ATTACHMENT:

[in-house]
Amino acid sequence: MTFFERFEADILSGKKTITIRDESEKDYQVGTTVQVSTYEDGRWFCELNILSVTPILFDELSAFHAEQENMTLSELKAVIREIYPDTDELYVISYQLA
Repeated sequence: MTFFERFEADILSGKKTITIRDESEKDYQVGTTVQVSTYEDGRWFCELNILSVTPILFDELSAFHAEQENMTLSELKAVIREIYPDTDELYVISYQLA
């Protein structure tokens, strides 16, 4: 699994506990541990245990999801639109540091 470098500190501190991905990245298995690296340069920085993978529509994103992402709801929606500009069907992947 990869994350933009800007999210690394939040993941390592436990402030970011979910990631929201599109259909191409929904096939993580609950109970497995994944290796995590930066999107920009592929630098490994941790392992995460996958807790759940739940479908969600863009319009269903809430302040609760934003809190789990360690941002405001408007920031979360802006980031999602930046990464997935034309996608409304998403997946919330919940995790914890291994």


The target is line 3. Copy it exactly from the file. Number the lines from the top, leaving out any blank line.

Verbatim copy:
Repeated sequence: MTFFERFEADILSGKKTITIRDESEKDYQVGTTVQVSTYEDGRWFCELNILSVTPILFDELSAFHAEQENMTLSELKAVIREIYPDTDELYVISYQLA